Record 51% of Poles supplementing public healthcare with private, finds study

Just over half of Poles use both public and private healthcare services interchangeably, a record high, according to the latest polling by state research agency CBOS.

In the six months preceding the CBOS survey, which was carried out in June and published last week, 86% of people said they had used health services. A quarter (24%) did so exclusively through the public National Health Fund (NFZ) – which was a record low – while 11% only used private providers.

Meanwhile, the largest proportion, 51%, used a combination of both public and private services. That was the highest figure ever recorded by CBOS. It was 15 percentage points higher than in 2021, the last time the survey was conducted.

Połowa Polaków chodzi do lekarza zarówno w ramach NFZ, jak i korzystając z prywatnych ubezpieczeń i polis. Co czwarty stawia wyłącznie na powszechne ubezpieczenie zdrowotne. Oto najnowsze wyniki badania CBOS, jak się leczymy.

— 300Gospodarka (@300gospodarka) August 21, 2023

However, the agency notes that the pandemic period produced exceptional results. This year’s figure of 51% was three percentage points higher than recorded in the last pre-pandemic survey – conducted in 2018 – represents a return to a long-term trend towards private healthcare.

The study found that older, poorer and less educated respondents were more likely to be reliant exclusively on public healthcare.

NFZ-only services were used most often by respondents over the age of 54 (37%), with only primary education (32%) or basic vocational education (39%), farmers (30%), the economically inactive (37%), and those with less than 2,000 zloty (€447.47) of monthly income per person in the household (31%)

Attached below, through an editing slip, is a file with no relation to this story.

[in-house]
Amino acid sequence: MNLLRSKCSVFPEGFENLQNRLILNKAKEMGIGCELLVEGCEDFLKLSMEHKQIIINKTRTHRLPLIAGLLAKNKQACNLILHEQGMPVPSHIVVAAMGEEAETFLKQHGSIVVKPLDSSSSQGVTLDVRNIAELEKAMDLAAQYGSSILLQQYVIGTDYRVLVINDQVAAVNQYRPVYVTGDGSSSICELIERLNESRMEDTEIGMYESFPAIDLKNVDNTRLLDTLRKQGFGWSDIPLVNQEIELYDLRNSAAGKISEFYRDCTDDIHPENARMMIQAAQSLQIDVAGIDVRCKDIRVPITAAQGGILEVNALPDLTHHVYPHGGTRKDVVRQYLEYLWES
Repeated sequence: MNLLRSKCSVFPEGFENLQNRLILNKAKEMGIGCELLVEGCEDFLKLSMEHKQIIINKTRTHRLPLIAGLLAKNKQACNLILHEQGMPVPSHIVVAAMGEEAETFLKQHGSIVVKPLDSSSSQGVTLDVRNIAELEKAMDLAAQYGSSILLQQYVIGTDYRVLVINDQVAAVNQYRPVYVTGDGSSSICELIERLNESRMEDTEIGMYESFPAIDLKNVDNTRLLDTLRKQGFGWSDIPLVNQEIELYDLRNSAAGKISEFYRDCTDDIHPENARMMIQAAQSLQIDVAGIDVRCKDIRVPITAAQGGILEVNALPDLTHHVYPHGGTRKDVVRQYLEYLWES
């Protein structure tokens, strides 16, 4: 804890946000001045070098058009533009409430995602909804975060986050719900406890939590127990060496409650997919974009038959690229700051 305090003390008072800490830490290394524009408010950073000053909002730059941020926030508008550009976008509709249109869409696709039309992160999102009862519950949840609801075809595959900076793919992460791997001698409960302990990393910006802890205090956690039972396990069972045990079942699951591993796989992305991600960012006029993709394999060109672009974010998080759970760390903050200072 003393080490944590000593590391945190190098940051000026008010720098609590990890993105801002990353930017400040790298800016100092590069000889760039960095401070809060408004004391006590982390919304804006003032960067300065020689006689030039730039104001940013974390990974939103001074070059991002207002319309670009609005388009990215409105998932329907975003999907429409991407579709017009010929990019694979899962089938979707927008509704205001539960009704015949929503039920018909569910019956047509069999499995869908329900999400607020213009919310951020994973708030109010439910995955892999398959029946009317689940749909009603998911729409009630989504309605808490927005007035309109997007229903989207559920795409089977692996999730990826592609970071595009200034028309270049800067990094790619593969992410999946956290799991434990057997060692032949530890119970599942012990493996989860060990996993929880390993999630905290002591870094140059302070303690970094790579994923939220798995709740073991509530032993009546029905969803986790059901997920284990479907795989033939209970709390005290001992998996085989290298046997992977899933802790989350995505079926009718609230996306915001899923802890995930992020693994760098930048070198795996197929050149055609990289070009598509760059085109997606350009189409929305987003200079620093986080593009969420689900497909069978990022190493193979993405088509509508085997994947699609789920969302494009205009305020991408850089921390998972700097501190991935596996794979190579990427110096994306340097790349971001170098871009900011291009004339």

Polacy wybierają wizyty prywatne, jak głodny szczaw i mirabelki. Komu służy opowiadanie o trudnej, czasem dramatycznej konieczności dokupywania medycznych świadczeń komercyjnych, jako o „preferencji Polaków”?

— Maria Libura (@MariaLibura) August 25, 2023

Exclusively private medical services were used mainly by people aged 25-34 and 45-54 and residents of the largest cities (with a population of 500,000 or more).

Mixed use of health care was noticeably more frequent than average among those with the highest levels of education, managers and professionals, administrative and office workers, service workers and those working in the public sector.

Poland has among the lowest levels of expenditure on health in the European Union. According to OECD data, in 2021 it spent the equivalent of 6.6% of its GDP on health, compared to an EU average of 10.9%.


Source: OECD; Poland: Country Health Profile 2021

“Around 72% of Poland’s health spending comes from public sources, but out-of-pocket spending is high, accounting for just over 20% of current health expenditure,” noted the OECD at the time.

Doctors recently announced that they would hold a protest two weeks before Poland’s parliamentary elections in October to demand an increase in healthcare spending.

Notes from Poland is run by a small editorial team and published by an independent, non-profit foundation that is funded through donations from our readers. We cannot do what we do without your support.

Main image credit: MART PRODUCTION / Pexels

Alicja Ptak is senior editor at Notes from Poland and a multimedia journalist. She previously worked for Reuters.

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